Racialist Michael Eric Dyson on why Boss Obama (and, presumably then, most blacks) like the government:
The reason Obama knows that the government is not the enemy is because he comes from a people who were owned, and it was a government-sponsored project. If the government sponsored your ownership, the government has to step in. Now, that’s 100, 200 years ago, but we’ve seen the legacy of slavery, economic inequality, Jim Crow laws, all of that stuff operates in our own time.
But, as you can see, Dyson basically contradicts himself by stating that slavery was a "government-sponsored project." So, uh ...?
Look, I understand one big reason African-Americans aren't as distrustful of big government as others (mainly whites) -- because if the feds didn't step in during the civil rights era of the mid-20th century, then certain [Southern] states would have crapped all over their basic rights and freedoms. But just as most blacks once voted GOP (the party of slavery abolition), the very structure of government has evolved to insure that states cannot do what Mississippi and others did 50+ years ago. Believing that government (at all levels) will do what you cannot (or refuse) leads to debacles like, to name a few, the trap that is public housing, failing [public] schools, and natural disaster imbroglios.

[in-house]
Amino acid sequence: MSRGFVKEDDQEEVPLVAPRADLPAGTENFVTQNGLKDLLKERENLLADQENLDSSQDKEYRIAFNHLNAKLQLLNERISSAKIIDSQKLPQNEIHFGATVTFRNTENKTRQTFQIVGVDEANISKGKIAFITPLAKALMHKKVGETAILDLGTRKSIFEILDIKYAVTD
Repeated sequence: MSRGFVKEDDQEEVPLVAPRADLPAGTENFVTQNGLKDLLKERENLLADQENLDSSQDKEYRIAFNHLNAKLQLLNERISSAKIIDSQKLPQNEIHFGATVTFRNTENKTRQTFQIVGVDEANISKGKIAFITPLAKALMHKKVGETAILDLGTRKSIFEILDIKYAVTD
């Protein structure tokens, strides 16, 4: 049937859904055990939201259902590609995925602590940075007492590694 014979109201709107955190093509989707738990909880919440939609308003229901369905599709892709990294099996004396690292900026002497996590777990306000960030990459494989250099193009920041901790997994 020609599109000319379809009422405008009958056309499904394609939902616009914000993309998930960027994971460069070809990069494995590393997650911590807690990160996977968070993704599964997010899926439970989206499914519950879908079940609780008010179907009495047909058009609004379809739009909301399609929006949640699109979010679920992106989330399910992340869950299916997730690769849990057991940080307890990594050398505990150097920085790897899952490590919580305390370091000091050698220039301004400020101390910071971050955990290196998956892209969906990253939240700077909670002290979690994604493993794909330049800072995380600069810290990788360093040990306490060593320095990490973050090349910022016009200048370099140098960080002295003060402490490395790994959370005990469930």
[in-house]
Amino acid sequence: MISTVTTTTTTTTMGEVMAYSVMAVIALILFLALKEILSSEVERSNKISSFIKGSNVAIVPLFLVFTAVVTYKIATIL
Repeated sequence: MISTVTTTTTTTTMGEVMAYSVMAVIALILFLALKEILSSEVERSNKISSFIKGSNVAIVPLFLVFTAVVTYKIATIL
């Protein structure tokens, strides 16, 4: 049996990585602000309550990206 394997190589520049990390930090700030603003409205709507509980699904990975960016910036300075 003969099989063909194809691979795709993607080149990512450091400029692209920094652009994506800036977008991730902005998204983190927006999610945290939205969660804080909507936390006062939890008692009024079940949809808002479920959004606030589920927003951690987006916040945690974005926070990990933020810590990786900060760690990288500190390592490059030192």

1. Schieffer penned a book in 1989 titled The Acting President: Ronald Reagan and the Supporting Players Who Helped Him Create the Illusion That Held America Spellbound. Nope, no bias there! Newsbusters reported that 23 years after it was published, Schieffer finally acknowledged that it was “not entirely true.”
2. In June, Schieffer hosted RNC chair Reince Preibus on his “Face the Nation” program, and lambasted Republicans for focusing on “silly and petty” things — like the $500 million Solyndra bankruptcy. No, really. Preibus held his own.
Be sure to check out the rest. Tonight ought to be interesting.
Woody Harrelson, Martin Sheen, and Ed Asner are among those signed on to the project.
No word yet on whether trust funder Jason "Reasonable People Can Disagree About Whether or not George Bush Had Prior Knowledge of the 9/11 Attacks" Scott of the Local Gaggle of Moonbat Bloggers will help bankroll the film.
... about "Star Trek: The Next Generation" (it's its 25th anniversary, after all). McMillan writes
Here’s the terrible secret about The Next Generation: The first year is kind of terrible. At first I thought that, perhaps, I was being a little too harsh on it – I’m not the biggest fan of the series, and, I figured, perhaps there are some odd charms that I’m missing because I’m not one of the hardcore – and so I asked Twitter for some guidance, only to receive a quick affirmation of my original feeling: For those looking to make a start on the show today, you might do well to skip that first year.